“It’s always a difficult decision to introduce restrictions but coronavirus has not gone away – it is still circulating in communities across Wales and, as we are seeing in parts of South Wales, small clusters can quickly cause real issues in local communities.
“We need everyone’s help to bring coronavirus under control. We need everyone to pull together and to follow the measures which are there to protect you and your loved ones.”
The restrictions are being introduced following a rapid increase in the number of confirmed cases in coronavirus, which have been linked to people meeting indoors, not following social distancing guidelines and returning from summer holidays overseas.
The Welsh Government will call an urgent meeting of all local authority, health board and police forces from Bridgend to the English border tomorrow to discuss the wider situation in South Wales and whether further measures are needed across the region to protect people’s health.
The new local restrictions measures will be kept under regular review. They will be enforced by local authorities and by the police.
Keep Wales safe by:
Always keeping your distance
Washing your hands regularly
Working from home wherever you can
Following any local restrictions
Following the rules about meeting people
Staying at home if you or anyone in your extended household has symptoms.
Welsh legislation will restrict those travelling from hotspot areas
MARK Drakeford, First Minister of Wales, has today announced legislation which will restrict those coming from coronavirus hotspot’s from travelling to Wales.
The Prime Minister, Boris Johnson has refused to impose rules which prohibit those from areas where the infection rate is high from entering low virus rate areas’s.
Mr Drakeford has made two requests to the Prime Minister requesting to impose rules which will mean those from high virus areas in England be prohibited from travelling to Wales, a request which has been denied by Mr Johnson.
The powers set by Mr Drakeford will come into force by the end of the week, unless Boris Johnson takes action sooner.
Speaking at the Plenary today, Mr Drakeford made the announcement, stating if Mr Johnson does not reply to his request by Friday then The Welsh Government will bring in legislation to restrict travel from those in English lockdown areas travelling to Wales.
Mr Drakeford said this was not a case of all those from England being restricted travel to Wales, just hotspot areas.
He said: “Evidence from public health professionals suggests coronavirus is moving from east to west across the UK and across Wales. As a general rule, it is concentrating in urban areas and then spreading to more sparsely populated areas as a result of people travelling.
“Much of Wales in now subject to local restriction measures because levels of the virus have risen and people living in those areas are not able to travel beyond their county boundary without a reasonable excuse. This is designed to prevent the spread of infection within Wales and to other areas of the UK.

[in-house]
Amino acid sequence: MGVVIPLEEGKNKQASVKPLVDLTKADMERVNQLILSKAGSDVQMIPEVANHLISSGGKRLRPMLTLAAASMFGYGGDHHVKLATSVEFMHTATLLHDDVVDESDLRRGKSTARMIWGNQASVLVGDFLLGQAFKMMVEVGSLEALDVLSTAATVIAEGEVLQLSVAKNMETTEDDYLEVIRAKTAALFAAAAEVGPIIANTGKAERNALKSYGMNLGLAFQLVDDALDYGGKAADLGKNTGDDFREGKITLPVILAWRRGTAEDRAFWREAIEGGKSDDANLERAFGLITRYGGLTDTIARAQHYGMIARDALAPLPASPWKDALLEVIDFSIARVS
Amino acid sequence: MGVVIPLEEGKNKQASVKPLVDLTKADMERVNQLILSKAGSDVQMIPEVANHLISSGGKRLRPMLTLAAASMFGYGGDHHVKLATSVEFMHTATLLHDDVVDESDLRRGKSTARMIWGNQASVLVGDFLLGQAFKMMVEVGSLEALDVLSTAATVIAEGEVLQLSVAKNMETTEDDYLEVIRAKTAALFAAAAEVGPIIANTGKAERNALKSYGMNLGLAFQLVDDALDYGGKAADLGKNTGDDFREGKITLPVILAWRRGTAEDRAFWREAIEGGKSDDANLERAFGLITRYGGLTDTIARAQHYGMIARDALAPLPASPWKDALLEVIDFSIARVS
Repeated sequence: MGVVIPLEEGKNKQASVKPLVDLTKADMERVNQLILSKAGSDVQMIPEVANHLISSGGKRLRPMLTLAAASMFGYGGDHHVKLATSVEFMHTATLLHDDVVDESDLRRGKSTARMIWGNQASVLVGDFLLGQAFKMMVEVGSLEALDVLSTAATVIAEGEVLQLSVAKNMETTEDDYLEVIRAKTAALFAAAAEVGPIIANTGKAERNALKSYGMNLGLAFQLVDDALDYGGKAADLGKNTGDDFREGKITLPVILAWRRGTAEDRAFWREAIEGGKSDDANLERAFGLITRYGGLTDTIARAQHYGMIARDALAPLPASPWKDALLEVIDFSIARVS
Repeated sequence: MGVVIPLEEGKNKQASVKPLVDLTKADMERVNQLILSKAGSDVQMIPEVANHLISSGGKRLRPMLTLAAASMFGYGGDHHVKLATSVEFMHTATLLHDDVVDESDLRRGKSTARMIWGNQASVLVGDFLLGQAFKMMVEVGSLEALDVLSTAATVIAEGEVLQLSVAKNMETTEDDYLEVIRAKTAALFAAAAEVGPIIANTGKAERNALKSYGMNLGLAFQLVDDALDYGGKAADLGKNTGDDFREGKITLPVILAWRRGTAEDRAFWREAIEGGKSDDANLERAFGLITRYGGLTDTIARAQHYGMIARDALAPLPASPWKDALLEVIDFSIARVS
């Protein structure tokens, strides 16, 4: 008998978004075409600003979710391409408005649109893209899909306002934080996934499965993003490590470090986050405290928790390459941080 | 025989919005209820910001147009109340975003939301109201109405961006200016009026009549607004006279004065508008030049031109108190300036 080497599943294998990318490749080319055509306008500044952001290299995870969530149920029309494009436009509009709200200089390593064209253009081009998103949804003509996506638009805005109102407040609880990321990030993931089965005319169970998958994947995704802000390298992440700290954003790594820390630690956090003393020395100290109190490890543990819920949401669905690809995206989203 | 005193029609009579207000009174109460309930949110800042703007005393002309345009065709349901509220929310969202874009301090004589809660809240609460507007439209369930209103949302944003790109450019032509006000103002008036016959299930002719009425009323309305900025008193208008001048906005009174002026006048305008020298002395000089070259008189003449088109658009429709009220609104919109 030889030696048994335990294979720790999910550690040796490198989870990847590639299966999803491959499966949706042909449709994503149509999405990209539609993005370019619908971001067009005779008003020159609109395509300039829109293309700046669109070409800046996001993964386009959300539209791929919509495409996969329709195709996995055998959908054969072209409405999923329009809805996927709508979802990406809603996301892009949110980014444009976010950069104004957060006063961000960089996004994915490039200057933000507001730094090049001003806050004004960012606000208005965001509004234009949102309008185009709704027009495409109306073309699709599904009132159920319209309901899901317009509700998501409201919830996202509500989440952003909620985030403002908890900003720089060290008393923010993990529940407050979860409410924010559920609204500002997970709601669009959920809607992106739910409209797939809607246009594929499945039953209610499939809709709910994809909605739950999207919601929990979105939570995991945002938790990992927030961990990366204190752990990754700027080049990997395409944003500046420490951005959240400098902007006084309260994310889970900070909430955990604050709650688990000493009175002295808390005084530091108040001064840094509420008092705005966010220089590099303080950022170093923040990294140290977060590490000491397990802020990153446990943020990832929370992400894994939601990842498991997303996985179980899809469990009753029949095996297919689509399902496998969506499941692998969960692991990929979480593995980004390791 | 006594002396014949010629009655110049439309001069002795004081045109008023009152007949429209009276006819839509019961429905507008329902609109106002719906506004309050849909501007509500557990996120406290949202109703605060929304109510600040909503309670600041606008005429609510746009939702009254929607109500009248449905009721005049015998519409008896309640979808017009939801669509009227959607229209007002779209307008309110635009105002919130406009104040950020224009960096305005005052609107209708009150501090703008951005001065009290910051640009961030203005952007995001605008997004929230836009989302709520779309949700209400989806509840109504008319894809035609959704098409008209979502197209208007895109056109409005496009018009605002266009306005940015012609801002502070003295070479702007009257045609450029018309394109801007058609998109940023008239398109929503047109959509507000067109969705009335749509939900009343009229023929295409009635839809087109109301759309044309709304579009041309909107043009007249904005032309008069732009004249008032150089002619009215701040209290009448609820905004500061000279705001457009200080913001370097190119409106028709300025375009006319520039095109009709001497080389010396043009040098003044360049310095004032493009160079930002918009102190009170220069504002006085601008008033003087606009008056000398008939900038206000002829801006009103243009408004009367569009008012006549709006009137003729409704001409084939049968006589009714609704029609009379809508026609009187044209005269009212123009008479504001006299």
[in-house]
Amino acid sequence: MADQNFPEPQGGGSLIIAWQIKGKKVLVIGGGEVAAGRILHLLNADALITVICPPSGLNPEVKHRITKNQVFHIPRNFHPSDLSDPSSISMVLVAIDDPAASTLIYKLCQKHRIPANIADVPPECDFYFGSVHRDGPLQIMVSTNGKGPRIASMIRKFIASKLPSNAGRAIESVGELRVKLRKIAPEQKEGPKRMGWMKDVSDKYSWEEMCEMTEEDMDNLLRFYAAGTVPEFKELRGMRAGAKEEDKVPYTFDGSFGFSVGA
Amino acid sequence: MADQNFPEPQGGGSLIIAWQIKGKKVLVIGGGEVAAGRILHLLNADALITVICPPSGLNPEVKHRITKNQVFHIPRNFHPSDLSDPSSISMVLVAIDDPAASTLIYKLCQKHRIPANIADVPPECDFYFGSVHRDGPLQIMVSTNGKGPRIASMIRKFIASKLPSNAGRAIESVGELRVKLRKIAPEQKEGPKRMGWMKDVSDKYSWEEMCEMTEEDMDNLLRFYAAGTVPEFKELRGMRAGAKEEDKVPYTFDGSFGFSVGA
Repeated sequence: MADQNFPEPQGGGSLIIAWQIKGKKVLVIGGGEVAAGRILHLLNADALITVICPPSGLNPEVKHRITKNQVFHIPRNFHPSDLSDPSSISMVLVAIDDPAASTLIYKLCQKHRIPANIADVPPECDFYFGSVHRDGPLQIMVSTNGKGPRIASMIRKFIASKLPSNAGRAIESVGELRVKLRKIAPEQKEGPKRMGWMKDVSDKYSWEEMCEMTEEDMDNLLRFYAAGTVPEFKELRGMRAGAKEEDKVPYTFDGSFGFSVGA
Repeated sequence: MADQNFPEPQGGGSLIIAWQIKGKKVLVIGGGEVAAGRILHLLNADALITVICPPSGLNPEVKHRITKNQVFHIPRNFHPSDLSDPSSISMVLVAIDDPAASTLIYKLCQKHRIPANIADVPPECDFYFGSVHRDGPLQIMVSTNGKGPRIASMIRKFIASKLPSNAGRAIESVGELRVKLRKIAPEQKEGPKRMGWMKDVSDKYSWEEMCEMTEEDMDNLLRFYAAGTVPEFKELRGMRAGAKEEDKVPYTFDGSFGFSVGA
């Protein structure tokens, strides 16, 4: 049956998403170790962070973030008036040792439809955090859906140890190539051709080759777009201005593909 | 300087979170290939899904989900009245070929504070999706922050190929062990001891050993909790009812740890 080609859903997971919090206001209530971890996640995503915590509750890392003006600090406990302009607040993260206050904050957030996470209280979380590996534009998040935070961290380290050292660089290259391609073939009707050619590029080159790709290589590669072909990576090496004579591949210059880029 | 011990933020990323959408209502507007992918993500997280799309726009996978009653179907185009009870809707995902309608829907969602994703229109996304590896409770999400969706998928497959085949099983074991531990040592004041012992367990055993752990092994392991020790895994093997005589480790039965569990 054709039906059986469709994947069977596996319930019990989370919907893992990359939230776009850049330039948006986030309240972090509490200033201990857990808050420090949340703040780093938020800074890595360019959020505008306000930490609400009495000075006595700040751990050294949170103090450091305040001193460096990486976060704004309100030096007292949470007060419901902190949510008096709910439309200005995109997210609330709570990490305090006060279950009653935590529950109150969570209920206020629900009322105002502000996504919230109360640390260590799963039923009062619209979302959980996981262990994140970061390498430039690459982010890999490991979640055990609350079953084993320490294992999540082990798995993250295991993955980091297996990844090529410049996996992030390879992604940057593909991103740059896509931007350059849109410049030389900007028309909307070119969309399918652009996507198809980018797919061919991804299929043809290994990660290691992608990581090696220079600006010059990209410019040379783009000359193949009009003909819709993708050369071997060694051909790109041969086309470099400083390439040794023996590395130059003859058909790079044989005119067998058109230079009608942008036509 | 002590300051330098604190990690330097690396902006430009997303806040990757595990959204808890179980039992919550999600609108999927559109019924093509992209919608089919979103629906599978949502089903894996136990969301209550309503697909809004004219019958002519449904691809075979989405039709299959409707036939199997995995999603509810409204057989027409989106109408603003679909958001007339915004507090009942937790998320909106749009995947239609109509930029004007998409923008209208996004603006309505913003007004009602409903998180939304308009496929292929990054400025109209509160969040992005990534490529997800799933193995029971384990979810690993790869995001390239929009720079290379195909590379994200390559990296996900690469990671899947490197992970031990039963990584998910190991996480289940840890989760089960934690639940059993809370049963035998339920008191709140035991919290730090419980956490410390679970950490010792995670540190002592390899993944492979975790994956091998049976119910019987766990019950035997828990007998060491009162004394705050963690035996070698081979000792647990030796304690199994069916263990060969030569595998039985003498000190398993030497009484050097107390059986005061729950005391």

“We are preparing to take this action to prevent people who live in areas where there are higher Covid infection rates across the UK from travelling to Wales and bringing the virus with them.
“I am determined to keep Wales safe.”
The legislation, which is understood to come into force Friday, October 16 at 6pm, will mean those travelling to Wales from areas of England which are classed as virus hotspot’s will be restricted.
The new legislation also restricts those travelling into Wales from high virus prevalence areas from Northern Ireland and Scotland.
The Leader of the Opposition in the Welsh Parliament – Paul Davies MS – has rounded on the First Minister over a ban on people entering Wales from England, and the Labour Party’s inability or unwillingness to publish comprehensive data proving that transmission rates are accelerating due to travel.
Mr Davies took the First Minister to task during Plenary today (October 14), and referred to a statement made by the leader of the Labour Party on September 23 when he said that the Welsh Government was not seeing any spikes at all in infection due to travel and tourism.
Mr Davies said that the people of Wales deserve to have sight of the data that underpins the Welsh Labour-led Government’s position on this matter, so that they can be confident that the Government’s actions are proportionate to the threat of the virus in their area.
Mr Davies also referred to a paper that accompanied the First Minister’s letter to the Prime Minister yesterday, a paper – that was not peer-reviewed – that confirms the data “…does not constitute definitive proof” in favour of a travel ban.
Mr Davies said: “The First Minister and his Government have acted rashly and without examining a range of other factors before a conclusion on whether to impose a travel ban or not is reached, while at the same time seemingly ignoring the fact that transmission rates in relation to travel had already peaked in August and September.
“It is incumbent on the First Minister to explain just why he has chosen to act in this way, and what supporting evidence he and his Ministers have seen to justify a ban and then publish it so it can be properly scrutinised.
“If he cannot or will not, then he must review and rescind this ban immediately.”